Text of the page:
Doctor Who Cuttings Archive

Dear lazy US networks: leave my telly

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I love British television. I would never come out and say I'm an Anglophile, because I'm not pretentious or ridiculous (mostly). But you get the picture. Every night, Netflix feeds my insatiable need for dark British humor. Give me "The Mighty Boosh," "IT Crowd" and" Snuff Box" any day. However, there seems to be an unsettling trend of U.S. producers "Americanizing" overseas shows. And sometimes there are scary results. I'm talking Gary Busey scary.

Bleeding Cool recently reported that CBS is working on getting an U.S. version of BBC's "Sherlock" green-lit, which they will aptly call "Elementary." I'm calling shenanigans. Yeah, that's right. If you haven't seen "Sherlock" you are missing out. Benedict Cumberbatch as the modern-day Sherlock is full of snark and charm. And no American actor could do the character more justice.

However, not all American adaptations are horrible. David Fincher's "Girl With the Dragon Tattoo" is a prime example of how to produce a foreign film for American audiences. It still featured the Swedish culture and maintained most of the main character's nationalities - it just presented it in a way that was more crisp and dynamic. I would argue that I actually prefer it to the Swedish version of the film, mostly thanks to Trent Reznor and Atticus Ross' glorious musical score and Rooney Mara's performance (and tattooing abilities).

Back in 2011, MTV attempted to bring E4's "Skins" to American audiences. And it was a hot mess, but definitely

not in a good way. The show is built around a group of very dysfunctional and out-of-touch teenagers - so basically a rough night for the Lohan family. But, whereas the U.K. version was actually quite compelling, MTV's version had as much depth as an episode of "America's Next Top Model." It was a blessing it did not get renewed for a second season.

A shining example of how to adapt an overseas show for American audiences is "The Office." I've been deeply devoted to this NBC comedy ever since it premiered in 2005. However, anyone that has seen both the American and U.K. versions of "The Office" will tell you they are severely different. And that's a good thing.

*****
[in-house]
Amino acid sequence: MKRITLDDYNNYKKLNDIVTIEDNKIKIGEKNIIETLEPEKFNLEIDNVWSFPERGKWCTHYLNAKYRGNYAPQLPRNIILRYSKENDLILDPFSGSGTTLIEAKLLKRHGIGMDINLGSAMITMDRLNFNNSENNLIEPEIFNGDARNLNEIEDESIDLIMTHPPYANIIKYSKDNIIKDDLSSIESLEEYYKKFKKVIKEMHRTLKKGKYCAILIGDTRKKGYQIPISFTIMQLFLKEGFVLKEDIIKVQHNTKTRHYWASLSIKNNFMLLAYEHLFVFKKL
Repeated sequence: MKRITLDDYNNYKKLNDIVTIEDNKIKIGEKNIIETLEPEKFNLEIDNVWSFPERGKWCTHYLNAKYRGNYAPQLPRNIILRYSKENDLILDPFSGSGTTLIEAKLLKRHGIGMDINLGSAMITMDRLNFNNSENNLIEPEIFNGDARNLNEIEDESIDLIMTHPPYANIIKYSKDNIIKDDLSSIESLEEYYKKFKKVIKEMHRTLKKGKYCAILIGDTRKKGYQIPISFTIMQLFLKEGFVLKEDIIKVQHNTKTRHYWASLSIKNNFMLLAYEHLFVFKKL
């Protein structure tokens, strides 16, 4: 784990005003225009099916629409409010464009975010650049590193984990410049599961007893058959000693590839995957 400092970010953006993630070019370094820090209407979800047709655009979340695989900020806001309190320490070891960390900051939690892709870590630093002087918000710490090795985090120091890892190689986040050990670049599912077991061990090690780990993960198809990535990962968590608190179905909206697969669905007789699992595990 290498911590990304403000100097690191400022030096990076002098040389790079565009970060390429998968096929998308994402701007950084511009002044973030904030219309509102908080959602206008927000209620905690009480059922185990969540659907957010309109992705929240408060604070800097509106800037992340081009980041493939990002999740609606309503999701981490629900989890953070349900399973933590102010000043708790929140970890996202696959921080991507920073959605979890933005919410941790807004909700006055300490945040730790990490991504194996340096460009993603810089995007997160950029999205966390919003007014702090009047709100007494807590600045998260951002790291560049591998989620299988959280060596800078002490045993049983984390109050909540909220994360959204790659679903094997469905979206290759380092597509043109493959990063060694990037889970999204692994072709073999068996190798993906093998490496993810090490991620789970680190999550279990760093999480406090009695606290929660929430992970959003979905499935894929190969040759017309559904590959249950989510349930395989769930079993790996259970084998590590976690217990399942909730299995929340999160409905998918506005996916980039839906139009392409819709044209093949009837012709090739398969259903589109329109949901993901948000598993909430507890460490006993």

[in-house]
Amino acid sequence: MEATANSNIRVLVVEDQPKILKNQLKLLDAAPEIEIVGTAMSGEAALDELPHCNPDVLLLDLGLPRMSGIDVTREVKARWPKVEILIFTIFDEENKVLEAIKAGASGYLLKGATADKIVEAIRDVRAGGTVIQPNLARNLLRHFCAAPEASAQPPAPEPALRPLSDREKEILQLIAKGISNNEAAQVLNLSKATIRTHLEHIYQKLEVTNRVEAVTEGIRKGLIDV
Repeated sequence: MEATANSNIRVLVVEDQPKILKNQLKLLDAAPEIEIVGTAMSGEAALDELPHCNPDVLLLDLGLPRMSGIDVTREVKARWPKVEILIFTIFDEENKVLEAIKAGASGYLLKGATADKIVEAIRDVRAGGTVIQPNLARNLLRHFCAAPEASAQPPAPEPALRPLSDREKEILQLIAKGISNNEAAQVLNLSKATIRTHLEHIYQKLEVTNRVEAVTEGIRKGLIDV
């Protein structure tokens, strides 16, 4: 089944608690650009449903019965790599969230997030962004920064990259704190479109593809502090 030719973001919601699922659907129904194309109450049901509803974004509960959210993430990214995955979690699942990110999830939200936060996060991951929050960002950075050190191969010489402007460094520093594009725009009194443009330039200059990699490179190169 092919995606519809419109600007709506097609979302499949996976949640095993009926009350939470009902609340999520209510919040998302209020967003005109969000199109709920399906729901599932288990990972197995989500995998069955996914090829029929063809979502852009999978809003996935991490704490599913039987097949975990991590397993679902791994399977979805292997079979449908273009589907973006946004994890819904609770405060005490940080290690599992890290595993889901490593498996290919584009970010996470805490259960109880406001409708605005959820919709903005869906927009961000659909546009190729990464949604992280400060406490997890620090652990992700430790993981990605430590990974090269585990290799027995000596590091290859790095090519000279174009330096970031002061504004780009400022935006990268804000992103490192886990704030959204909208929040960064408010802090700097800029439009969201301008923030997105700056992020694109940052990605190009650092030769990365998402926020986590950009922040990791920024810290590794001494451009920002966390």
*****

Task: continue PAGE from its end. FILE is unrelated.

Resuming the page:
Whereas Ricky Gervais' comedy for the overseas version is more dry and candid, the writers of the American version (most of whom were cast members) really capitalized on Steve Carrell's knack for the absolutely ridiculous. It worked, up until Carrell left ... but this is still a bitter subject for me.... Moving on.

So how do you make a successful Americanized adaptation? Know your audience. I cringe in fear just thinking of the day when U.S. producers attempt to massacre "Dr. Who." Few things make me more dizzy with happiness than seeing David Tennant in Converse sneakers as my favorite Time Lord. The same as tacos, comic books and "HocusPocus" - "Dr. Who" is sacred to me and should not be touched. Why? Because mass American audiences would not understand the humor (or the supreme greatness).

So please, Mr. Hot-Shot American producers who lack original ideas for producing television shows, if you're going to adapt something, do it right. Oh, leave "Dr. Who" alone.

Shelley Holmgren is a senior journalism major.

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  • APA 6th ed.: Holmgren, Shelley (2012-02-07). Dear lazy US networks: leave my telly. The Daily Eastern News .
  • MLA 7th ed.: Holmgren, Shelley. "Dear lazy US networks: leave my telly." The Daily Eastern News [add city] 2012-02-07. Print.
  • Chicago 15th ed.: Holmgren, Shelley. "Dear lazy US networks: leave my telly." The Daily Eastern News, edition, sec., 2012-02-07
  • Turabian: Holmgren, Shelley. "Dear lazy US networks: leave my telly." The Daily Eastern News, 2012-02-07, section, edition.
  • Wikipedia (this article): <ref>{{cite news| title=Dear lazy US networks: leave my telly | url= | work=The Daily Eastern News | pages= | date=2012-02-07 | via=Doctor Who Cuttings Archive | accessdate=2 April 2023 }}</ref>
  • Wikipedia (this page): <ref>{{cite web | title=Dear lazy US networks: leave my telly | url= | work=Doctor Who Cuttings Archive | accessdate=2 April 2023}}</ref>